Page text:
DURHAM, N.C. – The 16th-ranked Duke Blue Devils await an at-large bid to the upcoming 2015 NCAA Women’s Basketball Championship Tournament.
They will know when, who, and where they will begin participation in their 22nd postseason tournament and 21st in a row, shortly after 7 p.m. on Monday.
That is when the NCAA Women’s Basketball Championship Selection Show will be televised on ESPN.
After falling in the semifinals of the Atlantic Coast Conference (ACC) Tournament, 54-49, to the second-ranked and eventual champion Notre Dame Fighting Irish, the Blue Devils sit with a 21-10 record overall.
Duke is currently ranked No. 14 in the NCAA RPI and boasts one of the top and most-challenging schedules in the nation.
In the latest Strength of Schedule listings, the Blue Devils’ schedule is tabbed No. 4 nationally.
Heading into the postseason, Duke has some work to do, suffering four losses in its last six games.
It’s correctable and could set up for an interesting Tournament run.
Previous to that stretch, the Blue Devils had won seven-of-eight, including their first win (74-67 OT) over North Carolina, ranked 12th at the time, in Chapel Hill, and a big win (66-58) at home over then No. 8 Louisville.
According to ESPN Bracketology expert Charlie Crème, who has been working over the past 12 years to bring the women’s NCAA seeding and matchups clearer into focus until the actual selections are announced by the NCAA Selection Committee, Duke looks to probably enter this year’s tournament as a 3-seed and to host early-round games at Cameron Indoor Stadium.
Of course, those specifics may change slightly with remaining conference tournament championship games taking place through Sunday.
According to Creme’s bracket as of Sunday, the Blue Devils are slotted to host in the Oklahoma City Regional to face American, the Patriot Conference champion, along with American Athletic Conference (AAC) Tournament runner-up South Florida, facing Arkansas-Little Rock, the Sun Belt champion.
The NCAA First and Second Rounds will take place March 20-23 at 16 different host sites that will be announced on Monday as well.
Duke has been led by senior Elizabeth Williams a four-time First Team All-ACC selection who enters her final NCAA Tournament run.
Williams has averaged 14.7 points, 8.9 rebounds, 2.5 assists, 2.9 blocks and 1.6 steals for the Blue Devils.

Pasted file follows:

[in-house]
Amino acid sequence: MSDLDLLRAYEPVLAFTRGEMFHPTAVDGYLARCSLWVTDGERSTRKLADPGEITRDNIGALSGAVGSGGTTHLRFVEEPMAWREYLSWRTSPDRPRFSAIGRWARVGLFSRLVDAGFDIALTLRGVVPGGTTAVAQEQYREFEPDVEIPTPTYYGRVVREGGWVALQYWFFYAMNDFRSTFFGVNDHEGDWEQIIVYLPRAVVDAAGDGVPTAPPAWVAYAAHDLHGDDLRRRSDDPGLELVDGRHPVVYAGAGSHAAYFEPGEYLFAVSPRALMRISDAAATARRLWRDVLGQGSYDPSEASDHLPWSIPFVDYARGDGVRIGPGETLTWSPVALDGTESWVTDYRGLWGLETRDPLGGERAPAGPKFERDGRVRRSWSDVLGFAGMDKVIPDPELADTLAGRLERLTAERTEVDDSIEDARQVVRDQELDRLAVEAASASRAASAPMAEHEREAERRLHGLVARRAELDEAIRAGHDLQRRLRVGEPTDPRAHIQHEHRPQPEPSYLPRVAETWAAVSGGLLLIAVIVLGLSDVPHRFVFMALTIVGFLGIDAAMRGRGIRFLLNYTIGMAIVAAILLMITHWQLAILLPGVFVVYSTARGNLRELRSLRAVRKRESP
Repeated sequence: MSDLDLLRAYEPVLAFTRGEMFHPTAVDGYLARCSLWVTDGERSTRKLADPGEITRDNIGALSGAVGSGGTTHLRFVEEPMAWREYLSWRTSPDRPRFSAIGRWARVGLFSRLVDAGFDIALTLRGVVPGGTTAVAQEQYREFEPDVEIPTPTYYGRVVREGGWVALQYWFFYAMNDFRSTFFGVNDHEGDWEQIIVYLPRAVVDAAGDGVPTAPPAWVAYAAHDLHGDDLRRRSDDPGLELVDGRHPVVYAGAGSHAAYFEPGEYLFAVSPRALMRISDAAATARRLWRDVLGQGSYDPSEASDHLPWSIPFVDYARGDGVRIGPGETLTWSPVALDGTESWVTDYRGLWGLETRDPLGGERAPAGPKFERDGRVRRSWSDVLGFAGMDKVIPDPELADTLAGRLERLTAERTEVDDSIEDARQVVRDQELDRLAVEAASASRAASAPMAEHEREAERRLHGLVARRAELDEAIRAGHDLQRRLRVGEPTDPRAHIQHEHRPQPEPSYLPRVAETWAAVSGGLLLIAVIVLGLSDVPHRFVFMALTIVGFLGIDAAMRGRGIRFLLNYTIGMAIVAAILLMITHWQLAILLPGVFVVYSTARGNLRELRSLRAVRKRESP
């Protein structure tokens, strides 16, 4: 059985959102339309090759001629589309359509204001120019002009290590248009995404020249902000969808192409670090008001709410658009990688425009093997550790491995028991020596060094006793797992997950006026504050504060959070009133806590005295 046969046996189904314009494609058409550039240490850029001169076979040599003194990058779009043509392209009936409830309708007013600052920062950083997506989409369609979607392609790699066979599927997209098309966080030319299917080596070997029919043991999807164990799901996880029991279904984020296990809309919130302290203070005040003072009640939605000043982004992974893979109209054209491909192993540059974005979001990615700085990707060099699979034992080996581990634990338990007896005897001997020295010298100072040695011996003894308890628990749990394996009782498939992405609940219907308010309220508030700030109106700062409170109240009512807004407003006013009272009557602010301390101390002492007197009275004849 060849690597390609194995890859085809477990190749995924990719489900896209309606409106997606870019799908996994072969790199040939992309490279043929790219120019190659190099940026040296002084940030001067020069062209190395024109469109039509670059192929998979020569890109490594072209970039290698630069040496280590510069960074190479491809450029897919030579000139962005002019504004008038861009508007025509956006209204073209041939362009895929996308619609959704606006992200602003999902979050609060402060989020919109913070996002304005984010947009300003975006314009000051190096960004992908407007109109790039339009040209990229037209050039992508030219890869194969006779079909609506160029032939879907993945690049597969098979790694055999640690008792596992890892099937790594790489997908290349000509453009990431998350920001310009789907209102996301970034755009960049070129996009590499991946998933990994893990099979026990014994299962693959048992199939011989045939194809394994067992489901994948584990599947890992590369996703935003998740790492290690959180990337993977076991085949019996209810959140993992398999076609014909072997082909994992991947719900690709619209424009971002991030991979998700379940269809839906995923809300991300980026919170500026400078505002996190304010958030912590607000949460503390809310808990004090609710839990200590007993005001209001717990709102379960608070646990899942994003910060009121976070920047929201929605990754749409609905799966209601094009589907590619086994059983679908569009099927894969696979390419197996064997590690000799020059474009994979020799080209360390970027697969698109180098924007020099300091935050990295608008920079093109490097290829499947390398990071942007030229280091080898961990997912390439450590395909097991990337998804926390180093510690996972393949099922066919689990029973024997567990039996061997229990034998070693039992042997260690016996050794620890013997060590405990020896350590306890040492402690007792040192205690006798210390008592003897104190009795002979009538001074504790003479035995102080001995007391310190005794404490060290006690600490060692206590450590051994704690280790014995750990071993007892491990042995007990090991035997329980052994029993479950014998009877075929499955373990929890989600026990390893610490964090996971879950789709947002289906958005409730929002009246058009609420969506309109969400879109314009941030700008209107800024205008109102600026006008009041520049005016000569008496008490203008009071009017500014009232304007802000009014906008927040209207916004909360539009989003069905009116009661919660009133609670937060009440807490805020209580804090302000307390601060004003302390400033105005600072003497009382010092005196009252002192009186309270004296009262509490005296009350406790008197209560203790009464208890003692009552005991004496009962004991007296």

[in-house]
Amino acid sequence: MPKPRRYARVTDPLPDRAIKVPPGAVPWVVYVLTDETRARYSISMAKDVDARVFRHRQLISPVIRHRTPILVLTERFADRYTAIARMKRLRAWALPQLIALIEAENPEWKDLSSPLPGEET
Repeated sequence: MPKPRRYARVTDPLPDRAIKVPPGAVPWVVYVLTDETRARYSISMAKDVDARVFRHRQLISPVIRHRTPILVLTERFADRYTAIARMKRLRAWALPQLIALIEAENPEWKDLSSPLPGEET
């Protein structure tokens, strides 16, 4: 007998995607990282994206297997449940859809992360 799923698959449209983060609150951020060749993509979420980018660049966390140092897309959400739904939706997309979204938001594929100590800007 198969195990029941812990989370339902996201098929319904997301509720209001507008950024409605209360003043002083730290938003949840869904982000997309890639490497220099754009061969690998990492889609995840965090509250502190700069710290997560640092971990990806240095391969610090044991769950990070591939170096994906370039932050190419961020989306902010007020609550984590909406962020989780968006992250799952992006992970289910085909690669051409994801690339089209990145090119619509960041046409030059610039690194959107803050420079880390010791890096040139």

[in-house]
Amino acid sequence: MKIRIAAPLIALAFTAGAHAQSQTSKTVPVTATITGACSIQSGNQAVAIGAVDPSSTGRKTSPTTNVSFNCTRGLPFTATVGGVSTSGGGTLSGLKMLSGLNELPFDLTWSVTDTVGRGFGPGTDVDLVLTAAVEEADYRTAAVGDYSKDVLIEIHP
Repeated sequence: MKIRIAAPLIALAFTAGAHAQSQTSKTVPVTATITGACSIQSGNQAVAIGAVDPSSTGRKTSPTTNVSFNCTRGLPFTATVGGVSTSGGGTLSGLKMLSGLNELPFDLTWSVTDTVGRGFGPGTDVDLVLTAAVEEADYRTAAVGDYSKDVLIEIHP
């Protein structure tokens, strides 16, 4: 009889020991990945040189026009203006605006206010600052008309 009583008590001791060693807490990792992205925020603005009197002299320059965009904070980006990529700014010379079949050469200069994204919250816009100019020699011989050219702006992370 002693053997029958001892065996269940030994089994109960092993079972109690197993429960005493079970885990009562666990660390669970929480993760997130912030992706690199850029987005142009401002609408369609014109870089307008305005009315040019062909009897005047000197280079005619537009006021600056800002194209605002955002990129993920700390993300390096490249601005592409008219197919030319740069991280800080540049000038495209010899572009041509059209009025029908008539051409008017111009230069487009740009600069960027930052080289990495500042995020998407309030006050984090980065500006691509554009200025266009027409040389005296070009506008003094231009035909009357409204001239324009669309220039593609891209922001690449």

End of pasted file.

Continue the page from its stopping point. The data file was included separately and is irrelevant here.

The Duke rookie tandem of Azurá Stevens and Rebecca Greenwell have both made immediate impacts and are also key components to Duke’s success moving forward.
Stevens has totaled one of the best freshman seasons in school history averaging 14.1 points, 8.3 rebounds, 1.7 assists and 1.9 steals.
She was a four-time ACC Freshman of the Week honoree during the regular season, and enters the NCAA Tournament posting double-doubles in five of her final seven games.
Greenwell has averaged 14.0 points, 5.6 rebounds, 2.1 assists and 1.9 steals on the season.
Her 62 made three-pointers set a new Duke freshman record.
How far can the Blue Devils go in this year’s Tournament?
ESPN analyst Kara Lawson, who will be involved in her 10th Women’s Final Four, believes that will be determined by how Duke’s playing structure and talent performs.
“They certainly had quite the shuffle,” Lawson said in a conference call on Wednesday, referring to the Blue Devils’ personnel changes and makeup compared to previous years.
“They do play with tremendous size. As what Charlie was saying, that group of teams – the 3-seeds, the 4-seeds, the 5-seeds, and 6-seeds – those teams for the most part, I am not surprised if any of them make the second weekend, make the Sweet 16. Those second-round games, a lot of times are toss-ups. So, Duke to me is a team I wouldn’t be surprised they make the Sweet 16. Their second-round game is gonna’ be a 50-50 game. That’s how similar those seeds are – 3 through 6. It’s just going to be a huge challenge for them.”
“As far as their personnel, I love the growth of Azura Stevens,” Lawson continued.
“I think she really can be a difference-maker for them in the tournament with her length, her athleticism. Obviously, what Elizabeth Williams has done throughout the course of her career – she’s been fairly consistent for them this year. It’s just gonna’ be really important that Rebecca Greenwell makes shots. Going with a little bit more size, that takes away some of the perimeter spacing and the ability to knock down shots. So the pressure, I think, is on her to be able to knock down a few just to take some spacing and some pressure off of those players inside. So, when you go big, having played on teams where you want big, especially at that small forward position, it’s great. It gives you a lot of advantages, but what it can do is make it a little bit harder for your guards to navigate, to drive because there’s not that much space on the court. And because defenses play off of certain players that maybe are usually are 4-players or 5-players and their playing out of the 3-spot.”
Duke owns an all-time record of 53-21 in NCAA action and has advanced to four NCAA Final Fours.
In four out of the last five years, the Blue Devils have reached the NCAA Elite Eight.